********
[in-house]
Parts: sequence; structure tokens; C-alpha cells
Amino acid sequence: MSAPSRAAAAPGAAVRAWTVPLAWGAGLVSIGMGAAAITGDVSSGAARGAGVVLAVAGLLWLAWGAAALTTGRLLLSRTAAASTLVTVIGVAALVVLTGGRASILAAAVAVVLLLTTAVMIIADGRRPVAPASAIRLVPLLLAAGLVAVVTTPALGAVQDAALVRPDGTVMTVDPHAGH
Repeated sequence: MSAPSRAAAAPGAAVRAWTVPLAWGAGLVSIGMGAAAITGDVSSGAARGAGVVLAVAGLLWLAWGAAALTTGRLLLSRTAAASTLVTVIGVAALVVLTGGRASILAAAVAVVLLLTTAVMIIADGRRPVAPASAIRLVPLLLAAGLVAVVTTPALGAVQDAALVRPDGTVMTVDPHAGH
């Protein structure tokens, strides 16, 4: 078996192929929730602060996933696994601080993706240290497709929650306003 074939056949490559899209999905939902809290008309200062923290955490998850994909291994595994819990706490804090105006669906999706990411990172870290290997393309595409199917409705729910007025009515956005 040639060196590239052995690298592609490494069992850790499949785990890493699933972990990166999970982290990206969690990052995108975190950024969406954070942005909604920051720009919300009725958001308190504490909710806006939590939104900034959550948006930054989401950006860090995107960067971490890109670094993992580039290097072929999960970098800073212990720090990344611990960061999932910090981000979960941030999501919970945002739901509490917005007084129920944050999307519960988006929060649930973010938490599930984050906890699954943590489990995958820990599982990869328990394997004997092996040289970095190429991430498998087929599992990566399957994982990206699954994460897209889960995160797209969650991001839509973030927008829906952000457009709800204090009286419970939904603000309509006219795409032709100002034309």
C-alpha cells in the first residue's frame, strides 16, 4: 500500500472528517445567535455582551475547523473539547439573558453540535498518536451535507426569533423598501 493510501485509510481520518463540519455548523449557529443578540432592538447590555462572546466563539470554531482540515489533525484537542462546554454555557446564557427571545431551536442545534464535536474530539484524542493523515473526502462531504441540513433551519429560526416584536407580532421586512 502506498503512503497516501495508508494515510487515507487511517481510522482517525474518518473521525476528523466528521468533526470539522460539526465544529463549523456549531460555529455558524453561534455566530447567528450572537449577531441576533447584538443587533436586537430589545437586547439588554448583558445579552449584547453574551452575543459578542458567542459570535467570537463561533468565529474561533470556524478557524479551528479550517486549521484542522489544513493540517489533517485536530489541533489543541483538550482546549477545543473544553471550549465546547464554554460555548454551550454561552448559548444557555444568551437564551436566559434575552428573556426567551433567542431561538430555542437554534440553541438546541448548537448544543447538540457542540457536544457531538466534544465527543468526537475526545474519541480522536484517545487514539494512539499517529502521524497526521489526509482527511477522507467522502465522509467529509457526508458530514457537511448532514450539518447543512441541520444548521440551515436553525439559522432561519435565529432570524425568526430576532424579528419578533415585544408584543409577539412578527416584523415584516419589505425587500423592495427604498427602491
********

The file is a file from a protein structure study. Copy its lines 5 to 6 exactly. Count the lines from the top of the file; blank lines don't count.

């Protein structure tokens, strides 16, 4: 078996192929929730602060996933696994601080993706240290497709929650306003 074939056949490559899209999905939902809290008309200062923290955490998850994909291994595994819990706490804090105006669906999706990411990172870290290997393309595409199917409705729910007025009515956005 040639060196590239052995690298592609490494069992850790499949785990890493699933972990990166999970982290990206969690990052995108975190950024969406954070942005909604920051720009919300009725958001308190504490909710806006939590939104900034959550948006930054989401950006860090995107960067971490890109670094993992580039290097072929999960970098800073212990720090990344611990960061999932910090981000979960941030999501919970945002739901509490917005007084129920944050999307519960988006929060649930973010938490599930984050906890699954943590489990995958820990599982990869328990394997004997092996040289970095190429991430498998087929599992990566399957994982990206699954994460897209889960995160797209969650991001839509973030927008829906952000457009709800204090009286419970939904603000309509006219795409032709100002034309």
C-alpha cells in the first residue's frame, strides 16, 4: 500500500472528517445567535455582551475547523473539547439573558453540535498518536451535507426569533423598501 493510501485509510481520518463540519455548523449557529443578540432592538447590555462572546466563539470554531482540515489533525484537542462546554454555557446564557427571545431551536442545534464535536474530539484524542493523515473526502462531504441540513433551519429560526416584536407580532421586512 502506498503512503497516501495508508494515510487515507487511517481510522482517525474518518473521525476528523466528521468533526470539522460539526465544529463549523456549531460555529455558524453561534455566530447567528450572537449577531441576533447584538443587533436586537430589545437586547439588554448583558445579552449584547453574551452575543459578542458567542459570535467570537463561533468565529474561533470556524478557524479551528479550517486549521484542522489544513493540517489533517485536530489541533489543541483538550482546549477545543473544553471550549465546547464554554460555548454551550454561552448559548444557555444568551437564551436566559434575552428573556426567551433567542431561538430555542437554534440553541438546541448548537448544543447538540457542540457536544457531538466534544465527543468526537475526545474519541480522536484517545487514539494512539499517529502521524497526521489526509482527511477522507467522502465522509467529509457526508458530514457537511448532514450539518447543512441541520444548521440551515436553525439559522432561519435565529432570524425568526430576532424579528419578533415585544408584543409577539412578527416584523415584516419589505425587500423592495427604498427602491